Proteinases in excretory-secretory products of Toxocara canis second-stage larvae: zymography and modeling insights.

González-Páez GE, Alba-Hurtado F, García-Tovar CG, Argüello-García R - Biomed Res Int (2014)

Proteolytic activity of TES components of T. canis analyzed by acrylamide-gelatin gel electrophoresis. Effect of proteinase inhibitors. TES components were preincubated for 30 min at RT with one of the following compounds: control without inhibitor (lane 1); 2 μM trans-epoxysuccinyl-L-leucylamido(4-guanidino)-butane (E64) to identify cysteine proteinases (lane 2); 0.1 μM pepstatin A for aspartic proteinases (lane 3); 1 mM ethylenediaminetetraacetic acid (EDTA) for metalloproteinases (lane 4); and 0.1 μM leupeptin for serine proteinases (lane 5). Samples (10 μg/well) were electrophoretically separated in slab gels of 10% (w/v) acrylamide copolymerized with 0.1% (w/v) gelatin. Proteinase activity was developed using phosphate buffer (pH 7.6) and then gels were stained with Coomassie blue. Molecular weight of bands with activity is indicated at the right.
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Related In: Results  -  Collection

License
Show All Figures
getmorefigures.php?uid=PMC4150453&req=5

fig2: Proteolytic activity of TES components of T. canis analyzed by acrylamide-gelatin gel electrophoresis. Effect of proteinase inhibitors. TES components were preincubated for 30 min at RT with one of the following compounds: control without inhibitor (lane 1); 2 μM trans-epoxysuccinyl-L-leucylamido(4-guanidino)-butane (E64) to identify cysteine proteinases (lane 2); 0.1 μM pepstatin A for aspartic proteinases (lane 3); 1 mM ethylenediaminetetraacetic acid (EDTA) for metalloproteinases (lane 4); and 0.1 μM leupeptin for serine proteinases (lane 5). Samples (10 μg/well) were electrophoretically separated in slab gels of 10% (w/v) acrylamide copolymerized with 0.1% (w/v) gelatin. Proteinase activity was developed using phosphate buffer (pH 7.6) and then gels were stained with Coomassie blue. Molecular weight of bands with activity is indicated at the right.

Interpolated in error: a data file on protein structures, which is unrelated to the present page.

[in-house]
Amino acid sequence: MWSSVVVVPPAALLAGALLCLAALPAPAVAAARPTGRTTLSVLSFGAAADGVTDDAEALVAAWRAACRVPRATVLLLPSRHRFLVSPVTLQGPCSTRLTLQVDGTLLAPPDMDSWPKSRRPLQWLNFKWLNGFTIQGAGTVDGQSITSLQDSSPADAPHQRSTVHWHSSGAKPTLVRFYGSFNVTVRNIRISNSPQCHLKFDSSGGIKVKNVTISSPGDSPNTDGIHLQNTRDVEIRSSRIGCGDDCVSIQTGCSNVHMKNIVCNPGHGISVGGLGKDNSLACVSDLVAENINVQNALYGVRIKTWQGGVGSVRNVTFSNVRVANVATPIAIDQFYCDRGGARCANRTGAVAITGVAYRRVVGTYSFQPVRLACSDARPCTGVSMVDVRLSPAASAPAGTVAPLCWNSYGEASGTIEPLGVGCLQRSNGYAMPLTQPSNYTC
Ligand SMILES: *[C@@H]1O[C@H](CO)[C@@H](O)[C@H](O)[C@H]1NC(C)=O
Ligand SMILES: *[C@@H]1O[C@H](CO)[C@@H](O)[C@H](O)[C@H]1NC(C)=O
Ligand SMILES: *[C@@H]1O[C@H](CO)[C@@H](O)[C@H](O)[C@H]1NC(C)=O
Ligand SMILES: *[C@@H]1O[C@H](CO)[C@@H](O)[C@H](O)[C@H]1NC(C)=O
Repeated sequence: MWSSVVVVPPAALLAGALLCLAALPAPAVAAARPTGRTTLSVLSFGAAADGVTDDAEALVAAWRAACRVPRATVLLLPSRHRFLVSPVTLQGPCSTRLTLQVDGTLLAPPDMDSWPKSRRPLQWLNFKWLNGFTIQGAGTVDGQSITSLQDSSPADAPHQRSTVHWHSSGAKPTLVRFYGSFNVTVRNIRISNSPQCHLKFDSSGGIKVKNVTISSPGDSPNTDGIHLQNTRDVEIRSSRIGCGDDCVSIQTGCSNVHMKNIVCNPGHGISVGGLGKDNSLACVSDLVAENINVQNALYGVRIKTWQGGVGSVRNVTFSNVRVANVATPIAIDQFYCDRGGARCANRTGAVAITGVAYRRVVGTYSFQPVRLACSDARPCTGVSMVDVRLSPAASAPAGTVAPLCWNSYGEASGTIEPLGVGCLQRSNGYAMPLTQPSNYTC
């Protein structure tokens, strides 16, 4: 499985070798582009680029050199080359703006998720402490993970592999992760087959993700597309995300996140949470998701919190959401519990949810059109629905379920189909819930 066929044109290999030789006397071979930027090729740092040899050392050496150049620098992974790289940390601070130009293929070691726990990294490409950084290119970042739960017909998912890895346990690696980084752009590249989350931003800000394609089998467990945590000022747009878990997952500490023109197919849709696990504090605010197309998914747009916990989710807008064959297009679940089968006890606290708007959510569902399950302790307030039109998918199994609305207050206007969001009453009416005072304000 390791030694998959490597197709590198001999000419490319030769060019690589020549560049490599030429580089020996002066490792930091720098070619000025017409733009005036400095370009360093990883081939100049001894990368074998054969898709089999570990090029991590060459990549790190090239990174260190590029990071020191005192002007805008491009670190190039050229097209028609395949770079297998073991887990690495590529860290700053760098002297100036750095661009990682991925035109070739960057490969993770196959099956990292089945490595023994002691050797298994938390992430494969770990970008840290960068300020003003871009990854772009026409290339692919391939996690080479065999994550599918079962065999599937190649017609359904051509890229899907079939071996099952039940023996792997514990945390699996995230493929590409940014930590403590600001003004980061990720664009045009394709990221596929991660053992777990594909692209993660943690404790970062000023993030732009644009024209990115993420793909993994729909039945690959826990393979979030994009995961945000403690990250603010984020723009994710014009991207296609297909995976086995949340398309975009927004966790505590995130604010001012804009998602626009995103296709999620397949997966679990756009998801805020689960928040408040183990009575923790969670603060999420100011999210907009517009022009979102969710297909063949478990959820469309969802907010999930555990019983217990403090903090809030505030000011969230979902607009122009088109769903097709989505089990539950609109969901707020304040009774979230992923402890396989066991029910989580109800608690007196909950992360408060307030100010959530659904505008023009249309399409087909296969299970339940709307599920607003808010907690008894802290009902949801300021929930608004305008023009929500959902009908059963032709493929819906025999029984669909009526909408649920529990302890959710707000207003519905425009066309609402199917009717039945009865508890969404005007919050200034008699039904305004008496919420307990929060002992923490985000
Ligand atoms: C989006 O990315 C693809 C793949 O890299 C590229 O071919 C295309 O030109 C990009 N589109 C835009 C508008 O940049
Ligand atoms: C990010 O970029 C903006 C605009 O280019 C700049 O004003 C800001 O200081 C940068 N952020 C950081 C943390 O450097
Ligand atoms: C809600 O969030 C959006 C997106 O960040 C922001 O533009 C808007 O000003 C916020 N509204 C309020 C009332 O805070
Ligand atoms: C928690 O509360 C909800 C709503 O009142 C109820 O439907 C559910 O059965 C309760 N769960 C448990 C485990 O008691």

Mentions: TES samples collected from second-stage larva cultured in RPMI 1640 medium gave yields of protein production similar to that of 8 ng/day/larvae previously reported [30]. Initial electrophoretic analyses of TES were done in polyacrylamide gels without proteinase substrate. In these, up to eight main proteins with MW of ~400, 120 (doublet), 55, 45, 32, and 26 kDa were clearly visualized (Figure 1, lane 1). A band of 70 kDa was much less visible. When gels were copolymerized with gelatin, proteolytic (gelatinolytic) activities developed at the three different pH values employed (5.5, 7.6, and 9.0; Figure 1, lanes 2–4, resp.) and only the ~400 and 120 kDa bands displayed a significant activity that was similar at the different pH values evaluated. There was a very faint activity detected at Mr of 32 kDa. In order to determine the type of proteinases contained in TES, samples were subjected to electrophoretic separation using representative substrate (gelatin) and pH 5 (7.6) conditions and proteolytic activity was developed by previous treatment of gels with proteinase inhibitors with selectivity for cysteine, serine, aspartyl, and metalloproteinases. As shown in Figure 2, gelatinolytic activity in TES was virtually unaffected by E64 and EDTA (lanes 1 and 2), with pepstatin A exerting a partial inhibition on the ~400 and 120 kDa bands (lane 3). However leupeptin abolished all proteolytic activity in TES (lane 4) suggesting the presence of serine-type proteinases in these samples.